Guidance, counselling and support services

A Quality Apprenticeship system should provide good information about career choices and employment prospects, as well as counselling and mentoring – before, during and after the apprenticeship. It helps young people make an informed choice about what apprenticeship and career they might take up, based on their skills and aptitude and what is required by the various occupations. It also helps to reduce gender segregation and is a tool for the inclusion of vulnerable groups and persons with disabilities. The effectiveness of guidance and counselling services increases if combined with personalized support. However, an ETUC report states that only 14 per cent of youth aged 15-24 years throughout the EU received advice from a guidance counsellor (ETUC/Unionlearn, 2016).

The counselling services are usually provided through the public employment services (PES). In some countries, the PES provide information and support to help a young person find an apprenticeship place, as well as post-employment counselling to help persons find employment. The services may also include training to develop core competences, interview skills, the preparation of résumés and job application.  

Guidance and mentoring during apprenticeships at the workplace and school improves completion rates. For example, a key success factor of Denmark’s Basic Vocational Education and Training Act (Erhvervsuddannelsesloven – EGU)  is the effective support and mentoring provided to the apprentice, together with an individualized approach towards his/her learning needs and abilities (European Commission, 2013b).

Supervisors and trainers in enterprises also require guidance and support services to be fully competent themselves in guiding and supervising the practical training of apprentices at the workplace. In Australia, the Department of Education and Training maintains a dedicated website1 to provide quick and easy access to information regarding Australian apprenticeships. The information includes:

  • Australian Apprenticeship Support Network providers (Apprenticeship Network provider) (box 35)
  • Australian Apprenticeships programmes
  • Employer incentives
  • Information and support for apprentices looking to start their own business
  • Support and assistance for apprentices during their apprenticeships
  • Support and advice for people looking to start apprenticeships, whether in school, just out of school, or mature-age.

Box 5: Australian Apprenticeship Network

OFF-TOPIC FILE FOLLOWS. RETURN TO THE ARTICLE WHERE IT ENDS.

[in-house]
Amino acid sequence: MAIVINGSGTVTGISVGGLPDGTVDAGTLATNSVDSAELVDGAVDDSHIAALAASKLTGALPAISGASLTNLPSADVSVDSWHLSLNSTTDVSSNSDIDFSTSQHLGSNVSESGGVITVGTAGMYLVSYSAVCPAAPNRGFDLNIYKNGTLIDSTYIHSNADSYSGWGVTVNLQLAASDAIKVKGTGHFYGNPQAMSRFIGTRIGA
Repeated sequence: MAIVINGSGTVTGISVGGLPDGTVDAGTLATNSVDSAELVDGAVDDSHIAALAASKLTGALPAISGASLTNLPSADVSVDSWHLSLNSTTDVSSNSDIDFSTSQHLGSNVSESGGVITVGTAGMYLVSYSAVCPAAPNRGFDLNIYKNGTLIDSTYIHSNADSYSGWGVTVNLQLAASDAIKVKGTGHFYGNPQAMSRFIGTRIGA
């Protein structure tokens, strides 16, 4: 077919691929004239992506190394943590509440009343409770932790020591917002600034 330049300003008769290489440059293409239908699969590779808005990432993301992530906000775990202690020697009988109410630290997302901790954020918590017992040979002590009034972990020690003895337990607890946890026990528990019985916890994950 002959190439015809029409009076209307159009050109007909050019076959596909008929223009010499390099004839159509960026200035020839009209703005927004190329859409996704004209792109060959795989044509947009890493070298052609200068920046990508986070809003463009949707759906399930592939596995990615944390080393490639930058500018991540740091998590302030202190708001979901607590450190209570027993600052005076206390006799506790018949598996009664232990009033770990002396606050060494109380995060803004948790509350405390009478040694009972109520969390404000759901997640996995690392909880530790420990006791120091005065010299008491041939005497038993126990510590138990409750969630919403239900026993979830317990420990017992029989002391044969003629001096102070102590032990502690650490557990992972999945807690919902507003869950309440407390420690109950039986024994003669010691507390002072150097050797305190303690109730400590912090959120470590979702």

The Australian Apprenticeship Support Network (Apprenticeship Network) will provide advice and support services tailored to the needs of employers and apprentices throughout the apprenticeship lifecycle – from pre-commencement to completion - through:

  • Universal services for all employers and apprentices, providing essential administrative support, payment processing and regular contact; and
  • Targeted services for employers and individuals assessed as needing additional support to complete the apprenticeship.

New pre-commencement services including screening, testing and job-matching will be available to targeted clients to get the right apprentice in the right apprenticeship with the right employer. New targeted in-training support services, such as mentoring, will help apprentices and employers at-risk of not completing the apprenticeship arrangement to work through issues and difficulties. Apprenticeship Network providers can also provide assistance to individuals who may be unsuited to an apprenticeship to identify alternative training pathways.

Source: Australian Government, 2017b.

As part of Lithuania’s vocational activation policy, students in general education schools visit enterprises to become familiar with real work places. VET providers also organize career days and visitor days, when students present the advantages of VET to their peers in general education schools.

The ETUC has recommended the following quality criteria for guidance and counselling:

  • Do apprentices have access to career guidance and counselling services provided by qualified professionals?
  • Do the public authorities produce statistics to show the completion rate for apprenticeships? (ETUC/Unionlearn, 2016)